I think of Jojo Moyes as a contemporary fiction author. So, The Giver of Stars surprised me since it’s solidly historical fiction. Of course, she does tell it through the eyes of a modern woman. The women at the heart of this book grapple with the same things we do today—marriage, sexuality, careers, discrimination, friendships. But they’re constrained by their times, which are the 1930s. And their place, which is rural Kentucky mining country outside Lexington.
Moyes introduces two main characters, Alice and Margery. Alice is English, but recently married the son of a local coal mine owner and moved to town. Adjusting to small-town life is a struggle, especially since everyone considers her an outsider.
Margery is also an outsider, although she’s native to Baileyville. Prior to his death, her father was a famous—and famously nasty—moonshiner. And everyone in town thinks she takes after him, even if she doesn’t.
Together, the two women form the core of a new endeavor in town. They are traveling librarians, riding horses throughout the nearby region to bring books to folks without regular access to town. The locals are alternately thrilled and suspicious. Because of course reading means learning, and that’s a threat to the men in charge.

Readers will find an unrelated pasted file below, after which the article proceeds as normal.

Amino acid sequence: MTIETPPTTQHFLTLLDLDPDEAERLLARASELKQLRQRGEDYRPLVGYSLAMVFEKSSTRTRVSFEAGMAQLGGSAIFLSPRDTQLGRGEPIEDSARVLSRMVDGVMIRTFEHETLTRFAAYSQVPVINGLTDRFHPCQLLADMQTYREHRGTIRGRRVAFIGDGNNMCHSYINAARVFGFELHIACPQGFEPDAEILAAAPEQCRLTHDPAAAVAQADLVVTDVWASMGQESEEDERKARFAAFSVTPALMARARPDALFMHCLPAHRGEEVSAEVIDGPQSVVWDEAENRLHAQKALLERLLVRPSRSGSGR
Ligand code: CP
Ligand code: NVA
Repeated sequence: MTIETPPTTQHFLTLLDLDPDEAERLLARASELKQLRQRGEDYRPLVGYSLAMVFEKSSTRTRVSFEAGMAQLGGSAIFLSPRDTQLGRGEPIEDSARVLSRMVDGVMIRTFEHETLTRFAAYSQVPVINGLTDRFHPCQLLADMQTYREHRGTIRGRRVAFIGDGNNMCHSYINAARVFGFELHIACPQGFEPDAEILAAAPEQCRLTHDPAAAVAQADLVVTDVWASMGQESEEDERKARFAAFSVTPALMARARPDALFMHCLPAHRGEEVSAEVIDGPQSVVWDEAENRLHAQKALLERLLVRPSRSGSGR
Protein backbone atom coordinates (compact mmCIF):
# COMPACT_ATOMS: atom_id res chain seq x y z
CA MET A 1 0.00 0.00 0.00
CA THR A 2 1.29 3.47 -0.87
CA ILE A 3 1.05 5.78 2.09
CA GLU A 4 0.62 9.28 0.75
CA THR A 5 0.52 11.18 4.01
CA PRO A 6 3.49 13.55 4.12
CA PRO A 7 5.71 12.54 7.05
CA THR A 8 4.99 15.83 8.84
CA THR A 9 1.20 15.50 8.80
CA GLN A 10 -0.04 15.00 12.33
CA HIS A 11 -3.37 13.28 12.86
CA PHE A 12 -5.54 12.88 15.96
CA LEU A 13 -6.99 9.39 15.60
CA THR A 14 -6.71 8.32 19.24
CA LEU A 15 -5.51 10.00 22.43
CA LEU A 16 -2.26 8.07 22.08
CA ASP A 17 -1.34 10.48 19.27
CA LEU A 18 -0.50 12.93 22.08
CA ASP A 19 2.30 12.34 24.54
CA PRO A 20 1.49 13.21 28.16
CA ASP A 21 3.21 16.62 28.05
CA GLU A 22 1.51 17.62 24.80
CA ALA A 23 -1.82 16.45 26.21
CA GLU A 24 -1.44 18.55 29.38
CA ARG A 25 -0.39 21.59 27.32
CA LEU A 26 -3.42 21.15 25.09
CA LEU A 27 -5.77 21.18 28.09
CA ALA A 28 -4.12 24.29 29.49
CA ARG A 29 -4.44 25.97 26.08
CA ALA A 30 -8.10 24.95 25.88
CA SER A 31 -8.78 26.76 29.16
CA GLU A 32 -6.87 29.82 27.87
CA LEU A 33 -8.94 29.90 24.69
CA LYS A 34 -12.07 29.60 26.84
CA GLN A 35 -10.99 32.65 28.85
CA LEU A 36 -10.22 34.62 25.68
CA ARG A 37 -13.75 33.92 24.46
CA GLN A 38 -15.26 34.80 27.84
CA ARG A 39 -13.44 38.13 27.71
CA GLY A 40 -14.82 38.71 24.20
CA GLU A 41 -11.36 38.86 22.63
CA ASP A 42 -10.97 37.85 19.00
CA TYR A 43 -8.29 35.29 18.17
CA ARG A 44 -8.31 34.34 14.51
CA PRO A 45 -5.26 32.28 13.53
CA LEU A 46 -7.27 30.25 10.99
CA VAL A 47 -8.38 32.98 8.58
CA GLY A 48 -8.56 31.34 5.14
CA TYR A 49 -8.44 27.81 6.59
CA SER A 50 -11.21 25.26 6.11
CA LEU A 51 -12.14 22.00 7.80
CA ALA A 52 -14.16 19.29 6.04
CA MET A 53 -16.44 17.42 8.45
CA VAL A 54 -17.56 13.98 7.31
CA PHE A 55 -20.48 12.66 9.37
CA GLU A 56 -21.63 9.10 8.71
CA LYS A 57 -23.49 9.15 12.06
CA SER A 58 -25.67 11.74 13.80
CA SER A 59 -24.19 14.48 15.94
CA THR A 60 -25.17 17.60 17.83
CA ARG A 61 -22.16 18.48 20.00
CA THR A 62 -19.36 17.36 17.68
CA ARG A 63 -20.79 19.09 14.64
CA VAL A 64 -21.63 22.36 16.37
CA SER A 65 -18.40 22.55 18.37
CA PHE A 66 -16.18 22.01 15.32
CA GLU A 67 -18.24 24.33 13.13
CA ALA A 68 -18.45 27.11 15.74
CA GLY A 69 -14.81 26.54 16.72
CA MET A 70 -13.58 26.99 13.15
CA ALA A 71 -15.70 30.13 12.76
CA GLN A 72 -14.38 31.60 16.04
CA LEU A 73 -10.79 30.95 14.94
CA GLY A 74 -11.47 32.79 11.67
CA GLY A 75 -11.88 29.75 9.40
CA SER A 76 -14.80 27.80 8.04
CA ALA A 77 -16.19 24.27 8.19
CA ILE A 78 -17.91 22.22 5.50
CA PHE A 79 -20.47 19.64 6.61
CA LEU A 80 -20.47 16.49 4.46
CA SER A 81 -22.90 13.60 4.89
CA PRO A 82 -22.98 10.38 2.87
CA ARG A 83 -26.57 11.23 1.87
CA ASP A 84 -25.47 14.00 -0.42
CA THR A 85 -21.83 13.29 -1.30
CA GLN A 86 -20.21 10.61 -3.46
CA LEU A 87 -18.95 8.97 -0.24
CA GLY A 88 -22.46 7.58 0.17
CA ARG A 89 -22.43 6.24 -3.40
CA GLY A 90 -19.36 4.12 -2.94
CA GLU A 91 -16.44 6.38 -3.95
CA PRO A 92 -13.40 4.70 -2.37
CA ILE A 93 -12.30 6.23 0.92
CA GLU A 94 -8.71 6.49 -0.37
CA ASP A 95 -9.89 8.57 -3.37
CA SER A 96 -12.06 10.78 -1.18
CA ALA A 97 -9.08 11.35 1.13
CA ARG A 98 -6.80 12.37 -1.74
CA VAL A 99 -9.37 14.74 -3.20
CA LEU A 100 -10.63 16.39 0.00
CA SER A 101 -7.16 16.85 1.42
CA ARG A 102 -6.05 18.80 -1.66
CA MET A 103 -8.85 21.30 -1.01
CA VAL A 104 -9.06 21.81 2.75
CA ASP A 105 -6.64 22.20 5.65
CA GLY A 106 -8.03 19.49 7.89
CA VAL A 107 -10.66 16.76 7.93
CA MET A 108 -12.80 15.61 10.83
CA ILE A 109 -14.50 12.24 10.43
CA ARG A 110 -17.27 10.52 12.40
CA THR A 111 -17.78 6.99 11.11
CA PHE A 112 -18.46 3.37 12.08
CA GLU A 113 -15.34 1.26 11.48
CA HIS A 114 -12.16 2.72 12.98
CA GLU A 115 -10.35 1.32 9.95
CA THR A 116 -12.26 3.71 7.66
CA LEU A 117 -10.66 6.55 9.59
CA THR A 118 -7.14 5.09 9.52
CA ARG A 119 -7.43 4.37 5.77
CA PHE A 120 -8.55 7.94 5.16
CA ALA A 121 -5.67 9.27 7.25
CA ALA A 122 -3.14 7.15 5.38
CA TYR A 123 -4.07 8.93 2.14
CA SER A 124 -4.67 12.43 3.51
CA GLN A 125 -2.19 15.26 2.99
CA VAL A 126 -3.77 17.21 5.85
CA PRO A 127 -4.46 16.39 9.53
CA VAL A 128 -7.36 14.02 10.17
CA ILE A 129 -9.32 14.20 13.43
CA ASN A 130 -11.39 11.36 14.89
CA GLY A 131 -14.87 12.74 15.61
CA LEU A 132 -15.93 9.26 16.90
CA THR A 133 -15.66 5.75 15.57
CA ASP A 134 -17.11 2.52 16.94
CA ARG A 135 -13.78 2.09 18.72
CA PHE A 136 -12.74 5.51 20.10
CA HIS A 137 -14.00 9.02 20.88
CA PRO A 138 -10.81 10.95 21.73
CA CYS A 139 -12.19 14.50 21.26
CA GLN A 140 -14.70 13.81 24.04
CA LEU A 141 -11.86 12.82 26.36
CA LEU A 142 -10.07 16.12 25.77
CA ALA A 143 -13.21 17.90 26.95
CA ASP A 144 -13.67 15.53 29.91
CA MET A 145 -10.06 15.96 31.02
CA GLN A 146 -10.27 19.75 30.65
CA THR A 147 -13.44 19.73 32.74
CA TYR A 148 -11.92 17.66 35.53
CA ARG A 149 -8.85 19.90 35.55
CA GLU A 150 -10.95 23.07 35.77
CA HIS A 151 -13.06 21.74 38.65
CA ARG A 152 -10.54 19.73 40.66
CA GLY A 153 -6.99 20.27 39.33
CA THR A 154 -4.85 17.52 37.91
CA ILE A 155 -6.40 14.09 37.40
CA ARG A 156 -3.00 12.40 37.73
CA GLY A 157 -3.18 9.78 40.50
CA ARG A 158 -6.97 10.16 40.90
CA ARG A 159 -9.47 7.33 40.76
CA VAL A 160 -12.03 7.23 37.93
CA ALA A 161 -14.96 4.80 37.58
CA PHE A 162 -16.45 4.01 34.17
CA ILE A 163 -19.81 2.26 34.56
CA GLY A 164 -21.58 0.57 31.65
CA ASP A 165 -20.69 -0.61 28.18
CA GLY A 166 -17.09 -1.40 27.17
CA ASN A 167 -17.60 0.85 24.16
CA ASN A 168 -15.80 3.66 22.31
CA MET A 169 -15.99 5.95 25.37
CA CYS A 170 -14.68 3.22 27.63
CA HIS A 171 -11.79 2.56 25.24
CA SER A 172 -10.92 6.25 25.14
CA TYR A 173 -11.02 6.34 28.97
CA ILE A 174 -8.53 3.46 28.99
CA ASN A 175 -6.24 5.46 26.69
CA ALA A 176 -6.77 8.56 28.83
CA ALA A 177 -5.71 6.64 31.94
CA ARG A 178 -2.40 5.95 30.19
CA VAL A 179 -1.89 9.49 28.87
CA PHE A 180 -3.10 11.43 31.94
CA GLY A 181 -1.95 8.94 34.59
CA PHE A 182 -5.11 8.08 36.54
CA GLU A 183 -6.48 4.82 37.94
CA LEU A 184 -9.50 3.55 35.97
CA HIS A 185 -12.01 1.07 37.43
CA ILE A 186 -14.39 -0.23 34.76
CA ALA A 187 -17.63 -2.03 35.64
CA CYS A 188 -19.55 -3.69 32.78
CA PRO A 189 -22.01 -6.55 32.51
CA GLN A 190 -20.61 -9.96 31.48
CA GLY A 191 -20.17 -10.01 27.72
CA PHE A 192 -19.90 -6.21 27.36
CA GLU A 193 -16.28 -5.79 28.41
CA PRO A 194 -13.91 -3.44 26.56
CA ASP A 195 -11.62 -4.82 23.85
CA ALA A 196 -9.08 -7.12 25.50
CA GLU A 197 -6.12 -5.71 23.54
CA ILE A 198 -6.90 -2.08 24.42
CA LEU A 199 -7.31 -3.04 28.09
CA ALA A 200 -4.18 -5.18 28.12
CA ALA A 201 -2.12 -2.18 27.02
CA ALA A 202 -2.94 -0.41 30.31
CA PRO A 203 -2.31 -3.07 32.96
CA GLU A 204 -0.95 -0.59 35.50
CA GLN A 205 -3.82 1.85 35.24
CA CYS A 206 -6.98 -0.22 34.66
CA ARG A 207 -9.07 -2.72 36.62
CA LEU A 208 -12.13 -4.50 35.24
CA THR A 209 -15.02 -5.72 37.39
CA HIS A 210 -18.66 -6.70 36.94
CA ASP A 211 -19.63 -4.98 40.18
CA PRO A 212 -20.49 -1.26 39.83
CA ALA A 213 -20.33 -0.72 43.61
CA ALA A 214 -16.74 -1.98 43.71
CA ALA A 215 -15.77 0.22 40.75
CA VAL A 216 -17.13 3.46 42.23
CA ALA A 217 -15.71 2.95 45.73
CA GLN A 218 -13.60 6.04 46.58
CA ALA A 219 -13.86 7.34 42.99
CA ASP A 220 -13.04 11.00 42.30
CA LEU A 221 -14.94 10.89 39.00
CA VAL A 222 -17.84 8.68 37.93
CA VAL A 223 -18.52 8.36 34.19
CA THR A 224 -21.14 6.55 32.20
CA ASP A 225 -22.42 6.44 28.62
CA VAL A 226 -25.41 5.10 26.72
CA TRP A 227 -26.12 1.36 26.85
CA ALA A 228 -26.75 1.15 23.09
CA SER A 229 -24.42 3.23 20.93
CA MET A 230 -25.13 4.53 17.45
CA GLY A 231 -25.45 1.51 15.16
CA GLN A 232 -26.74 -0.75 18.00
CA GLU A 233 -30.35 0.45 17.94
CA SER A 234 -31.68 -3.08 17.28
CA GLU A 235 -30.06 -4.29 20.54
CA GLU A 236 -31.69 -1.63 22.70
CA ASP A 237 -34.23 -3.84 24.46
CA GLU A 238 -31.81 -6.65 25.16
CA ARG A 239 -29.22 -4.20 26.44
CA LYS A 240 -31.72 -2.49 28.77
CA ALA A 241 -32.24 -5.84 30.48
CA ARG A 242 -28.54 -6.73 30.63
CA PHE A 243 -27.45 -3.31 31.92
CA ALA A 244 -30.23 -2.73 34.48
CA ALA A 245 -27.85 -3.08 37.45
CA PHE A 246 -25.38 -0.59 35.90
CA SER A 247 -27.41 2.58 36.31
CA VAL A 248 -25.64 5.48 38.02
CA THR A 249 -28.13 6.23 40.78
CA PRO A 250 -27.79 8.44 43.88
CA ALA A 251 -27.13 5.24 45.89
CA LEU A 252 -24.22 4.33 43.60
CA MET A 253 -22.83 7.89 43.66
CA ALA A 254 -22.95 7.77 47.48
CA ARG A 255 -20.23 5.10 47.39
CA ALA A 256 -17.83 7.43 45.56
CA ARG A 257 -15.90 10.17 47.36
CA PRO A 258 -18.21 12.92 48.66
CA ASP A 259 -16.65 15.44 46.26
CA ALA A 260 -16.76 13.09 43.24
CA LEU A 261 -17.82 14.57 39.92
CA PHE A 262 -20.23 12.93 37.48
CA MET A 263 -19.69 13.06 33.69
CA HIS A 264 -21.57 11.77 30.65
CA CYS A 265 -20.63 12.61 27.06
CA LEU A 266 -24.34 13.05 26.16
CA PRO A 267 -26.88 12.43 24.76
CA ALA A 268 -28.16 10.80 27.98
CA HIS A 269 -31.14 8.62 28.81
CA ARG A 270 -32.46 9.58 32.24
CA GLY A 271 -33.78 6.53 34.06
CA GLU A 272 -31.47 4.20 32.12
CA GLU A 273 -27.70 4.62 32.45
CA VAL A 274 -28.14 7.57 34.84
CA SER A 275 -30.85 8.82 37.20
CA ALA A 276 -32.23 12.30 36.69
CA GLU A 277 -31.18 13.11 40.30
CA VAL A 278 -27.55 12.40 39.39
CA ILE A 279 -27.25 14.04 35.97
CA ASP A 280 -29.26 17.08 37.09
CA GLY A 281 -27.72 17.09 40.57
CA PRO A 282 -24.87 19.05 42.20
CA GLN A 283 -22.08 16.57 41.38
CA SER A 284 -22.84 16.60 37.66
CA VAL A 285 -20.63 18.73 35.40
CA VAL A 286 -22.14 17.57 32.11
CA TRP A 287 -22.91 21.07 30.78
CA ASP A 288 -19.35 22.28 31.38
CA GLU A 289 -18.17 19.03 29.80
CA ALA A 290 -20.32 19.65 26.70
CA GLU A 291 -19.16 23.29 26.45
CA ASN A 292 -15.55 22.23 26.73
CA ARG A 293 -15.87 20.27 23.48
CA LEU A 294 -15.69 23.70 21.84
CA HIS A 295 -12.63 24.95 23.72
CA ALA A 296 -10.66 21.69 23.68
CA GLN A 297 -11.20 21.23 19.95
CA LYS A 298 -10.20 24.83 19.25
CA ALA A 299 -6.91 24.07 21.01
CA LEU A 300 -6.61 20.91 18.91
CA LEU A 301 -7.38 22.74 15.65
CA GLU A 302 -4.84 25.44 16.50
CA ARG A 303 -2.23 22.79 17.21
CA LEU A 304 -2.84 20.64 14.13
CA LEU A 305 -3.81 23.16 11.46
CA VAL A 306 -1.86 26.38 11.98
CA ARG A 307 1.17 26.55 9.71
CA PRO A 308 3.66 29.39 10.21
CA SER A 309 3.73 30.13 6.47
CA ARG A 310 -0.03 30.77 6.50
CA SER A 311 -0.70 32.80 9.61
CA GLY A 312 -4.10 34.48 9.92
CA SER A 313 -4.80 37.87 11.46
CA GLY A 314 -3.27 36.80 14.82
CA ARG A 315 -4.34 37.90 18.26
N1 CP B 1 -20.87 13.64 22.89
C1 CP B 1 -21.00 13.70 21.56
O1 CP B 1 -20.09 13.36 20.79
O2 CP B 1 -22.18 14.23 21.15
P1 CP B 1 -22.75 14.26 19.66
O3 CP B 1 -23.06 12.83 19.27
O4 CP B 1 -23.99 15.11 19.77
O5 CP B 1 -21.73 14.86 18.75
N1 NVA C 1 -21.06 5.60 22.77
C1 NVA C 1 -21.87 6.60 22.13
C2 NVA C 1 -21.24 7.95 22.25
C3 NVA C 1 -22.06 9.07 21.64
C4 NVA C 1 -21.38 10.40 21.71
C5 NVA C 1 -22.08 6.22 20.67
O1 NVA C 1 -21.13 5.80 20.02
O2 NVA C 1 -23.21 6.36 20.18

Through it all, the women also form close bonds with each other. They support each other, share relationship woes, and then something unthinkable happens. Moyes works suspense into her character study, which definitely enhanced the story.
My F2F book group has one member whose books I generally like less. But this time her pick landed perfectly into my reading plans. Just when I needed something to balance a few heavier reads, Moyes handed me a well-written, absorbing tale. She doesn’t shy away from intensity, but on the whole, this is a medium-weight book.
I liked Alice and Margery, as well as the supporting players in their lives. The villain characters are suitably awful. And the realities of Depression Era rural life distract me from my own realities. And, oh my goodness, life was hard in those times.
During the story, Baileyville has a country music concert, a flood, unrest among the miners. Combined with the characters’ personal stories, the plot is packed with activity and uncertainty. Moyes paces well, easily switching back and forth between two types of content.
If you like historical fiction that lets you into the lives of strong women facing down challenges, give this one a try. I hope you like it as much as I did.
I’d pair this with Strangers in Their Own Land: Anger and Mourning on the American Right by Arlie Russell Hochschild. Another option would be The Edge of Nowhere by C. H. Armstrong. Different time periods and writing styles, but all about life in rural America.